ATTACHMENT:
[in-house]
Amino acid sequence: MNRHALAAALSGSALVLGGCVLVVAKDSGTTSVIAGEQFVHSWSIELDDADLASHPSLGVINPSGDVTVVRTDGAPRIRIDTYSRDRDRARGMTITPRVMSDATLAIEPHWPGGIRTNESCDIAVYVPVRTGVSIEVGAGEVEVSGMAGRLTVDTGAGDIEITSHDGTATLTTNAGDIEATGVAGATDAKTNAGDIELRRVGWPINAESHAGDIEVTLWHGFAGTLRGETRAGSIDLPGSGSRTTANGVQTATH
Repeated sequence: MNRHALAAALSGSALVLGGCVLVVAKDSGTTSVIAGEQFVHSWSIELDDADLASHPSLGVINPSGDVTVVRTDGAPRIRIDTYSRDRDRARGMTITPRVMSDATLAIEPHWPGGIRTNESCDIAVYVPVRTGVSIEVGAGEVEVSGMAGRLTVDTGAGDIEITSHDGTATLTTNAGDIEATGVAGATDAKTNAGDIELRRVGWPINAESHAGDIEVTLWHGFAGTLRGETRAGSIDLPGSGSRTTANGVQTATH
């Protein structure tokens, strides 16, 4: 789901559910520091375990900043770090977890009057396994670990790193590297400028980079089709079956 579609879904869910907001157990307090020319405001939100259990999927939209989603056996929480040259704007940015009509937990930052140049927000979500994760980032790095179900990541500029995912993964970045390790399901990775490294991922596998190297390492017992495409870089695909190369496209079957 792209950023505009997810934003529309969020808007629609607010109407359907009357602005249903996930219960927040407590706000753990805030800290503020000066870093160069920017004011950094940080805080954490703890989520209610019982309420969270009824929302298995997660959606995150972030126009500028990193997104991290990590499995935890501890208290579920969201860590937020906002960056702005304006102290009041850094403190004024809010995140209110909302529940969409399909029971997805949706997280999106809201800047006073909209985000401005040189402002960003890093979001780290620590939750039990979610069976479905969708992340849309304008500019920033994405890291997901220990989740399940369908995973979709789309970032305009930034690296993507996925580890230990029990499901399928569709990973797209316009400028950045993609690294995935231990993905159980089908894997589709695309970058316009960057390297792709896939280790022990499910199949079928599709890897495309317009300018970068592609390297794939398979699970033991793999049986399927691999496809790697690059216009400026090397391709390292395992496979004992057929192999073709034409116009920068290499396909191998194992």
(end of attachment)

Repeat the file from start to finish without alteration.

[in-house]
Amino acid sequence: MNRHALAAALSGSALVLGGCVLVVAKDSGTTSVIAGEQFVHSWSIELDDADLASHPSLGVINPSGDVTVVRTDGAPRIRIDTYSRDRDRARGMTITPRVMSDATLAIEPHWPGGIRTNESCDIAVYVPVRTGVSIEVGAGEVEVSGMAGRLTVDTGAGDIEITSHDGTATLTTNAGDIEATGVAGATDAKTNAGDIELRRVGWPINAESHAGDIEVTLWHGFAGTLRGETRAGSIDLPGSGSRTTANGVQTATH
Repeated sequence: MNRHALAAALSGSALVLGGCVLVVAKDSGTTSVIAGEQFVHSWSIELDDADLASHPSLGVINPSGDVTVVRTDGAPRIRIDTYSRDRDRARGMTITPRVMSDATLAIEPHWPGGIRTNESCDIAVYVPVRTGVSIEVGAGEVEVSGMAGRLTVDTGAGDIEITSHDGTATLTTNAGDIEATGVAGATDAKTNAGDIELRRVGWPINAESHAGDIEVTLWHGFAGTLRGETRAGSIDLPGSGSRTTANGVQTATH
């Protein structure tokens, strides 16, 4: 789901559910520091375990900043770090977890009057396994670990790193590297400028980079089709079956 579609879904869910907001157990307090020319405001939100259990999927939209989603056996929480040259704007940015009509937990930052140049927000979500994760980032790095179900990541500029995912993964970045390790399901990775490294991922596998190297390492017992495409870089695909190369496209079957 792209950023505009997810934003529309969020808007629609607010109407359907009357602005249903996930219960927040407590706000753990805030800290503020000066870093160069920017004011950094940080805080954490703890989520209610019982309420969270009824929302298995997660959606995150972030126009500028990193997104991290990590499995935890501890208290579920969201860590937020906002960056702005304006102290009041850094403190004024809010995140209110909302529940969409399909029971997805949706997280999106809201800047006073909209985000401005040189402002960003890093979001780290620590939750039990979610069976479905969708992340849309304008500019920033994405890291997901220990989740399940369908995973979709789309970032305009930034690296993507996925580890230990029990499901399928569709990973797209316009400028950045993609690294995935231990993905159980089908894997589709695309970058316009960057390297792709896939280790022990499910199949079928599709890897495309317009300018970068592609390297794939398979699970033991793999049986399927691999496809790697690059216009400026090397391709390292395992496979004992057929192999073709034409116009920068290499396909191998194992």